Diversity is not Optional
‘Diversity’ has become one of the buzzwords in evangelical Christianity in recent times. At one level, this is a good thing, but at another its trendy inclusion may come at an unwelcome price. Just as a perfectly good adjective like ‘missional’ became a cover for some less than good theology, we can only hope the word ‘diversity’ does not become an umbrella word for a sociological rather than a theological agenda.
That said, it is not that long since the idea of diversity was regarded with suspicion in many church circles. This was true largely for cultural reasons. Consciously or otherwise, the church has done throughout its history what it was seen to do in Bible times, namely sanctify the cultural prejudices of its day to make room for them in the church. When people have come to faith, they have often had the sad habit of not leaving their cultural baggage at the door. But sadder still, too often the church has not stopped them.
Whether it has been on the basis of class or ethnicity, academic ability or social network, the fault-lines that divide the church in its broader expression are often just a reflection of the way society is congenitally divided. The upshot of this has been churches that are mono-ethnic and mono-cultural which allow no room for those perceived as outsiders to be welcomed.
In the days of Jesus, that prejudice was seen in the disciples proud boast that they had stopped a man driving out demons in Christ’s name because ‘he was not one of us’ (9.38). It did not matter that he had been using the Master’s name and authority to exercise this ministry; he was outside their accepted group and therefore was denied the right to be part of their work. But the disciples’ rebuke led only to their being rebuked by Jesus himself as he told them not to hinder such people.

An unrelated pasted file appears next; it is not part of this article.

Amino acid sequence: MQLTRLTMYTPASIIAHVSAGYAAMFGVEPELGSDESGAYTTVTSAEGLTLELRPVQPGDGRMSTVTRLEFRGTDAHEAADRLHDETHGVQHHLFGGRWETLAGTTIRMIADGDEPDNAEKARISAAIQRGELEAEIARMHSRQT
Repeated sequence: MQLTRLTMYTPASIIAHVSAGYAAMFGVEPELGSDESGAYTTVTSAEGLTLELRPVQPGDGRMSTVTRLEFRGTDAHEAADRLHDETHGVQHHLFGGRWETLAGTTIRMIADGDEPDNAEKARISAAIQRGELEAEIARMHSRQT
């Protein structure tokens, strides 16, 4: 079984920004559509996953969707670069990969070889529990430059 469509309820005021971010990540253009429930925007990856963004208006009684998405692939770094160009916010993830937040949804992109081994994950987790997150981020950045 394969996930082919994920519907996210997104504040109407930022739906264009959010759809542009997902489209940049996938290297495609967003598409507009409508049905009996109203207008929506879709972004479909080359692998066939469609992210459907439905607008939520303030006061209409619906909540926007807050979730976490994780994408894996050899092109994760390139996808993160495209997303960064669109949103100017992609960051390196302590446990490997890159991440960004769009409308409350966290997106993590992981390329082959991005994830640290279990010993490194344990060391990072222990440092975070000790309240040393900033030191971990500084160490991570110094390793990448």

The issue took on larger scale and more sinister proportions fairly on in New Testament church history. The need to choose the first seven men for diaconal roles in the church arose because of conflict between believing Jews from a Hebraic background and those who were of Hellenistic extraction. Despite their shared spiritual background, their cultural differences had led to conflict and a refusal to work for the common good within the church.
By the time Paul was writing to the Galatians – possibly as early as AD 48 – the issue was starting to become a crisis for New Testament Christianity. Indeed, it most likely had already become the one issue that most threatened the peace and unity of the embryonic New Testament church. It was certainly the catalyst for calling the first General Assembly of the church in the Jerusalem Council recorded in Acts 15. Christians from a Jewish background were making the rites and regulations of Mosaic Law a condition for believers from a Gentile background being accepted as part of the church. So the church generally and individual congregations in particular were being divided along social, religious and ethnic lines thus causing deep rifts in the body of Christ.